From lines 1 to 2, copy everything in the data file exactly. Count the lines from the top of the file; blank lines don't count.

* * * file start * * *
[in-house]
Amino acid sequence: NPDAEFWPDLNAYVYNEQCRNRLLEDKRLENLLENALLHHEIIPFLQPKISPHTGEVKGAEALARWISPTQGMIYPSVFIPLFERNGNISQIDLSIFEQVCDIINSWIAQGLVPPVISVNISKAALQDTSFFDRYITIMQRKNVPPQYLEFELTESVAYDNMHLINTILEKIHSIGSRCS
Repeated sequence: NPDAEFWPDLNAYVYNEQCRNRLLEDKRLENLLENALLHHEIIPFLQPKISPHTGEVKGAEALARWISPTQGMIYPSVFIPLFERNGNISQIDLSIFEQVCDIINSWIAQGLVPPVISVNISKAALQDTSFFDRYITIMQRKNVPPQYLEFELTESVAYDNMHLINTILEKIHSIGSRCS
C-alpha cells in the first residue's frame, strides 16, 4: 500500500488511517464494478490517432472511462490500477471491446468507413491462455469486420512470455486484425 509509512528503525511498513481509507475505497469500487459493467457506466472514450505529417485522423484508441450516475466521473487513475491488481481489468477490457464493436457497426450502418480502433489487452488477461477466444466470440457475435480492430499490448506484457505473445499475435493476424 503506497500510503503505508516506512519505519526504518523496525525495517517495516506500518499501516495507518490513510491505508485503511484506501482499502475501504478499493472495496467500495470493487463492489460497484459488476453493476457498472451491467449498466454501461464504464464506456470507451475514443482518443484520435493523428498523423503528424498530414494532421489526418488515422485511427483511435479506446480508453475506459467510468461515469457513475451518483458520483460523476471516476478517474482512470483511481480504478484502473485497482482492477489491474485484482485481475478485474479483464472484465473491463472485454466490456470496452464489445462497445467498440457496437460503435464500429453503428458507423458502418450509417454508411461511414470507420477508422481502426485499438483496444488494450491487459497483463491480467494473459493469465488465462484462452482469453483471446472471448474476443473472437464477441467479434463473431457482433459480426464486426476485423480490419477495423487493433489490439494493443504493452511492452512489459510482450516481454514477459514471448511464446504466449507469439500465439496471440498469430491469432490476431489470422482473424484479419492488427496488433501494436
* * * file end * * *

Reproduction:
[in-house]
Amino acid sequence: NPDAEFWPDLNAYVYNEQCRNRLLEDKRLENLLENALLHHEIIPFLQPKISPHTGEVKGAEALARWISPTQGMIYPSVFIPLFERNGNISQIDLSIFEQVCDIINSWIAQGLVPPVISVNISKAALQDTSFFDRYITIMQRKNVPPQYLEFELTESVAYDNMHLINTILEKIHSIGSRCS